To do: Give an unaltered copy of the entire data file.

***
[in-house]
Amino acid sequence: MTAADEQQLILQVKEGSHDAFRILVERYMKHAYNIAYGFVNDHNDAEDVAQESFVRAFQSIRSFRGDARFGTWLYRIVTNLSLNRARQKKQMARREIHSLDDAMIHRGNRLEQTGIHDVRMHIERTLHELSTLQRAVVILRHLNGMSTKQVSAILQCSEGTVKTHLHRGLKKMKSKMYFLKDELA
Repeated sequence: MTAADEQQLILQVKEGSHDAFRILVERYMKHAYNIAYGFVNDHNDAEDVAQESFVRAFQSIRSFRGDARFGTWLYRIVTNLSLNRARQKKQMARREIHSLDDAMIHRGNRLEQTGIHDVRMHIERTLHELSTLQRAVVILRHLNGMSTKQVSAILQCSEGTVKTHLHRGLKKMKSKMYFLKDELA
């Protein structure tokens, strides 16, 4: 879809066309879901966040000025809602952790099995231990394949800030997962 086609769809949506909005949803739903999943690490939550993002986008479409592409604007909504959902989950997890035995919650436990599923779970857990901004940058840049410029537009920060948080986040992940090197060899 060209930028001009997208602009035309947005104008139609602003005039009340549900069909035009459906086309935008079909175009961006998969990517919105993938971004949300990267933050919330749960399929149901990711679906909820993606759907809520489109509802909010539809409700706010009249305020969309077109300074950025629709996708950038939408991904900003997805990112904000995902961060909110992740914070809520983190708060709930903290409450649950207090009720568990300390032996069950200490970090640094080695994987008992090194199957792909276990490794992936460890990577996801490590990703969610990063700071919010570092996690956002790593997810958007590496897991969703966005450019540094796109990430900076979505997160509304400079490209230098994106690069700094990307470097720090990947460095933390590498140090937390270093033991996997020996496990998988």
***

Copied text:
[in-house]
Amino acid sequence: MTAADEQQLILQVKEGSHDAFRILVERYMKHAYNIAYGFVNDHNDAEDVAQESFVRAFQSIRSFRGDARFGTWLYRIVTNLSLNRARQKKQMARREIHSLDDAMIHRGNRLEQTGIHDVRMHIERTLHELSTLQRAVVILRHLNGMSTKQVSAILQCSEGTVKTHLHRGLKKMKSKMYFLKDELA
Repeated sequence: MTAADEQQLILQVKEGSHDAFRILVERYMKHAYNIAYGFVNDHNDAEDVAQESFVRAFQSIRSFRGDARFGTWLYRIVTNLSLNRARQKKQMARREIHSLDDAMIHRGNRLEQTGIHDVRMHIERTLHELSTLQRAVVILRHLNGMSTKQVSAILQCSEGTVKTHLHRGLKKMKSKMYFLKDELA
């Protein structure tokens, strides 16, 4: 879809066309879901966040000025809602952790099995231990394949800030997962 086609769809949506909005949803739903999943690490939550993002986008479409592409604007909504959902989950997890035995919650436990599923779970857990901004940058840049410029537009920060948080986040992940090197060899 060209930028001009997208602009035309947005104008139609602003005039009340549900069909035009459906086309935008079909175009961006998969990517919105993938971004949300990267933050919330749960399929149901990711679906909820993606759907809520489109509802909010539809409700706010009249305020969309077109300074950025629709996708950038939408991904900003997805990112904000995902961060909110992740914070809520983190708060709930903290409450649950207090009720568990300390032996069950200490970090640094080695994987008992090194199957792909276990490794992936460890990577996801490590990703969610990063700071919010570092996690956002790593997810958007590496897991969703966005450019540094796109990430900076979505997160509304400079490209230098994106690069700094990307470097720090990947460095933390590498140090937390270093033991996997020996496990998988």